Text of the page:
And there is one other thing: The Union started the season 1-2-2 at home. Since the Galaxy spat them out and left them to crawl home licking their wounds, the Union have reeled off three straight wins and boast a +7 goal differential at PPL Park. Zac MacMath hasn’t surrendered a goal at home since Landon Donovan rolled one in and immediately demanded a Gold Cup roster spot and a new rattle. The 2011 Union were built on a foundation of home field defense. Fort Chester was once nearly impenetrable, and it meant that any road slipups could be treated as such; once the team returned to the friendly confines the results would come. Unexpectedly, this has become the trend in 2013 as well.

Prediction: 1-1

I’m actually thinking 0-0, but these two teams have scored too much to predict a scoreless match. Let’s see if McInerney puts himself atop the league leaders list before he flies out to show off his post-scoring scowl to an international audience.




  1. Andy Muenz says:

    If we’re going to predict a tie, let’s get greedy and say 3-3 with Jack getting a hat trick to convince Jorgen to start him against Belize!

  2. I’m going to predict a 2-1 scoreline with a late McInerney goal giving the U 3 point on the road.

  3. 1-1? You’re talking about two of the better offensive teams in the league, each with a host of weapons, and each of which has underperformed on defense. I would predict a 2-2 draw, and the 3-3 score line that Andy Muenz predicted would not surprise me.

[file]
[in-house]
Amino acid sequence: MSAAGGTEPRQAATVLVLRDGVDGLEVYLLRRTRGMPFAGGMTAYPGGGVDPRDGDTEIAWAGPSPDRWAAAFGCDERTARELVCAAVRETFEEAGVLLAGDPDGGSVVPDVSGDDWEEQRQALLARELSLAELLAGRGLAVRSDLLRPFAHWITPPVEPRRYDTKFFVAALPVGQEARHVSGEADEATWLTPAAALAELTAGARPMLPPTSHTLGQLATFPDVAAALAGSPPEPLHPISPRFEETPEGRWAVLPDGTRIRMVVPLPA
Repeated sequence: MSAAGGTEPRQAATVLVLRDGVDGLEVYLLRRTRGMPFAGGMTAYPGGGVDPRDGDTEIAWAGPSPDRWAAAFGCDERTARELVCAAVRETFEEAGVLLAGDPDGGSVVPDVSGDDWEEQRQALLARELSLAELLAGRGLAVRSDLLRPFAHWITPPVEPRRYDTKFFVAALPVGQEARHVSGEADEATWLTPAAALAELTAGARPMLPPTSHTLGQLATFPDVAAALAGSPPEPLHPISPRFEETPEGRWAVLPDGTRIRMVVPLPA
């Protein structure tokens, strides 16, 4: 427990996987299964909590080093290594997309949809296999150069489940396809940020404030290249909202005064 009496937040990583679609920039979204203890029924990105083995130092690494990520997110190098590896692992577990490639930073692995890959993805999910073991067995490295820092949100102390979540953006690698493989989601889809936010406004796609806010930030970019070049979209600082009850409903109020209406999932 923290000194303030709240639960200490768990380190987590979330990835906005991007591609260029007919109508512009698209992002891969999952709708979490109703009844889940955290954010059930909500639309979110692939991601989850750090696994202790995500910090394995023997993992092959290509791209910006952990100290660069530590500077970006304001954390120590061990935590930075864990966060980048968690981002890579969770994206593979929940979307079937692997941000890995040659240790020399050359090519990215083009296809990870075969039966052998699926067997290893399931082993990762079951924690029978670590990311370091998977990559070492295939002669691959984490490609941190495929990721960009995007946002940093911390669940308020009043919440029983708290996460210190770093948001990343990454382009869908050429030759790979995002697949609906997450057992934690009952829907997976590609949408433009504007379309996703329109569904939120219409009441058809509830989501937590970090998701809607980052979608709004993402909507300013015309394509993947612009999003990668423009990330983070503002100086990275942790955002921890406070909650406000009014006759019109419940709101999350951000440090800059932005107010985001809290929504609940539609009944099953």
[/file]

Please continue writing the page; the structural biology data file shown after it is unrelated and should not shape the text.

I think the key for the U. is going to be Michael Farfan. If he can distribute, we score. If the middle gets bottled up, we lose to a team that can extemporize (due to having so many options).

    Part of the Union’s success the last two MLS matches has been Keon Daniel’s play. Since he’s gone for this match, we may get an answer to a key question: did he play well, and make it easier for Carroll and Le Toux and the CBs to look good, or did Carroll and Le Toux step up their game and allow Daniel to look better? In other words, which was cause and which was effect? And can Michael Farfan re-create — or even improve upon — that midfield chemistry?

  4. Loyd and John didnt travel to PHilly.


    How lucky are we?